Being home these past few snowy days has given me lots of time to think, and one of the things I’ve been pondering are the lyrics to a Derek Webb song. Here are the lyrics…

My Enemies Are Men Like Me

I have come to give you life
and to show you how to live it
I have come to make things right
to heal their ears and show you how to forgive them

Because I would rather die
I would rather die
I would rather die
than to take your life

How can I kill the ones I’m supposed to love
my enemies are men like me
I will protest the sword if it’s not wielded well
my enemies are men like me

Peace by way of war is like purity by way of fornication
it’s like telling someone murder is wrong
and then showing them by way of execution

When justice is bought and sold just like weapons of war
the ones who always pay are the poorest of the poor

How can I kill the ones I’m supposed to love
my enemies are men like me
I will protest the sword if it’s not wielded well
my enemies are men like me

SO. I know, from what I’ve read about Derek, that this song is a comment about war and nonviolence. During the song, he plays part of a speech by Martin Luther King, Jr. From what I can hear, he says, “Nonviolence is the answer to the crucial political and moral questions of our time; the need for mankind to overcome oppression and violence without resorting to oppression and violence.” Interesting. I’ve been wrestling with this “turn the other cheek” concept: namely, how far does it extend? How far should nonviolence go? Just take one look at how Ghandi convinced Indians to use nonviolence to win their independence from Britain, and you have one blazing example of how far it can go.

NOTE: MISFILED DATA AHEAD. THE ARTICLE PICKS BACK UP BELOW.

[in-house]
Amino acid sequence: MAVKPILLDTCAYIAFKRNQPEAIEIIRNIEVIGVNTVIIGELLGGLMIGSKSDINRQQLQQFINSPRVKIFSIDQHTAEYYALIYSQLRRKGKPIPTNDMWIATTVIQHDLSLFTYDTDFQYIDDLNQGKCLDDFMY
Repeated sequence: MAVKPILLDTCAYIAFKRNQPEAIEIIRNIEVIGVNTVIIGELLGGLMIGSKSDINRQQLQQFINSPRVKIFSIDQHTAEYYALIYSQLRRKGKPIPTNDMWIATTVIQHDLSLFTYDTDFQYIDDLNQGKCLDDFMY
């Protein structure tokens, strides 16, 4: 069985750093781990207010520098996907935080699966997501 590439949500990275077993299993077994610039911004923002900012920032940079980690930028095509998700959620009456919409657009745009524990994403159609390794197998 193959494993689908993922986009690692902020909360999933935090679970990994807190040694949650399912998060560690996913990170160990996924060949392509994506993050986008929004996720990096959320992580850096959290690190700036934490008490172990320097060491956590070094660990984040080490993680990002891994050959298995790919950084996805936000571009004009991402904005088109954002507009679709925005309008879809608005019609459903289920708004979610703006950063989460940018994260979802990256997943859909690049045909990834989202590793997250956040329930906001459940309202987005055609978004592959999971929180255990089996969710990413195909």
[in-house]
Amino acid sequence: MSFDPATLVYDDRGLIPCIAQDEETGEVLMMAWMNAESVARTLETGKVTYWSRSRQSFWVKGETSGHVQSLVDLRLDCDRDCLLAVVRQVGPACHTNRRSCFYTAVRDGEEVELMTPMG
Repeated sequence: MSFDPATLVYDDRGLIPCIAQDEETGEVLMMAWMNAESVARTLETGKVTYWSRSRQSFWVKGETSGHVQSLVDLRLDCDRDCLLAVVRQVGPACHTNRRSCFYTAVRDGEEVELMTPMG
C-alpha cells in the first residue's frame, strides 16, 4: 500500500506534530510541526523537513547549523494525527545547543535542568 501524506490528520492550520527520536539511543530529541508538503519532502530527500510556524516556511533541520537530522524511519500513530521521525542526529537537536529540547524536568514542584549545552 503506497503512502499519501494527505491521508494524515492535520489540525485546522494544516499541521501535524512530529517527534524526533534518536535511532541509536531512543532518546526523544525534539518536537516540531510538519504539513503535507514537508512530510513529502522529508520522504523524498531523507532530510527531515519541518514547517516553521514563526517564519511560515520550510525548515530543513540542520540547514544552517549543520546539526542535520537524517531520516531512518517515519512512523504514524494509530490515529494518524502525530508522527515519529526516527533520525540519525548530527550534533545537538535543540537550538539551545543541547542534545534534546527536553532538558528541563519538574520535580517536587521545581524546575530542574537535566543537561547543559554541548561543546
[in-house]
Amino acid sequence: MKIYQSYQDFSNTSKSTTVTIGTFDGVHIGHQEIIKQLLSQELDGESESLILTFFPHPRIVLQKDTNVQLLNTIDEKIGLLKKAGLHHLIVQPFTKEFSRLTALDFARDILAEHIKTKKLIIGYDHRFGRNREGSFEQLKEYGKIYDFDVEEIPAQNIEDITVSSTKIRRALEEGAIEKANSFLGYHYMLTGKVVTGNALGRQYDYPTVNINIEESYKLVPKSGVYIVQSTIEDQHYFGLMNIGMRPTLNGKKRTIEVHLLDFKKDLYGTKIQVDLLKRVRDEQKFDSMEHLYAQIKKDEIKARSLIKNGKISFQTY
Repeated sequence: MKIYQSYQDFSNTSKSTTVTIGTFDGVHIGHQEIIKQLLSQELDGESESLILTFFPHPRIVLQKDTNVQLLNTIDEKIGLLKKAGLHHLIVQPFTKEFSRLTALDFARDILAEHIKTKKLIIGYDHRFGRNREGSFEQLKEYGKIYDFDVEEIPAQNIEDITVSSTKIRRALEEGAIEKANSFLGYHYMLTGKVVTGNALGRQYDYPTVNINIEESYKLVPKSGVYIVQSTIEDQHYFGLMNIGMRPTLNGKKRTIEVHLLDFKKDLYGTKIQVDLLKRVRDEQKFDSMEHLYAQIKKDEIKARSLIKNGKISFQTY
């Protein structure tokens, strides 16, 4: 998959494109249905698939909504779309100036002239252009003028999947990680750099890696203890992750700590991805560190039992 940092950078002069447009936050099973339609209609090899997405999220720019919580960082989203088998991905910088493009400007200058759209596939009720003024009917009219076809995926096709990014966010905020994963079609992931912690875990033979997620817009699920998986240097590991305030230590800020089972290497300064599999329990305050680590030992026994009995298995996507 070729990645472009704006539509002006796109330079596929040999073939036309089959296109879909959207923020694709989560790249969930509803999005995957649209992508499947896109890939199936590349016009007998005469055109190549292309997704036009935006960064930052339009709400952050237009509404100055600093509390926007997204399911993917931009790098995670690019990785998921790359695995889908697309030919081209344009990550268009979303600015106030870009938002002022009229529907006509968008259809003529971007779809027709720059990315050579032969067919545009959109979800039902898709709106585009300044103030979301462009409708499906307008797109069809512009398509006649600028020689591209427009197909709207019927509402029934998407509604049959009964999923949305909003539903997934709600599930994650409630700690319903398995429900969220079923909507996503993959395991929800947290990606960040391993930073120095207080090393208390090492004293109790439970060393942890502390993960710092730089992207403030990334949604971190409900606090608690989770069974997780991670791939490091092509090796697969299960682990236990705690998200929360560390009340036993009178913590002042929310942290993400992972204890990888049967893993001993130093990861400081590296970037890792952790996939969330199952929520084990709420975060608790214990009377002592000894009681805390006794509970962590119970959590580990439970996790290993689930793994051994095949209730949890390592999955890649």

Is war ever appropriate? “…Wars and rumors of wars…” but does that mean we instigate them? The paragraph in bold above is are the lines I’m wrestling most with: is that true? If so, is capital punishment the answer for crimes committed? Let me ask it: what would Jesus do? He’s described in the Bible as a powerful sword-brandishing warrior (the book of Revelation) and yet he let himself be tortured and nailed to some wood and left to die. “If you’re really the Son of God, save yourself!”

“He uses the weak things of this world to confound the wise.”

How do you reconcile the God who told the Israelites to make war on the other nations in the way on their quest for the Promised Land, and the God who allowed Romans to whip the flesh off of his back, in sacrifice for us? How much should we let our enemies do the same? Does that prevail in interpersonal relationships only, or does it extend into the political arena? Are people who claim to be Christ-followers called to be nonviolent? “Love your enemies.” “Love your neighbor as yourself.”

These are the things I’ve been wrestling with lately. Sticky stuff. Polarizing too. I am finding that a committment to nonviolence–for Christ-followers, anyway–is a committment to wholeheartedly trusting a just and loving God with your very life; and that your life cannot be more important than that trust – it seems to me that you have to be willing to lose your life (potentially) in order to remain nonviolent – the ultimate expression of “turning the other cheek”. I’m not sure what the answer is here, especially as it relates to war, and the support or protest of war. Join me in reexamining our politics as it relates to nonviolence – no matter where we land, I’m sure we’re better for it.


About lindsay

just a girl, creator, reader, learner, homeschooler. wife to one and mother to two others. in the city and loving it. in pursuit of God and community.
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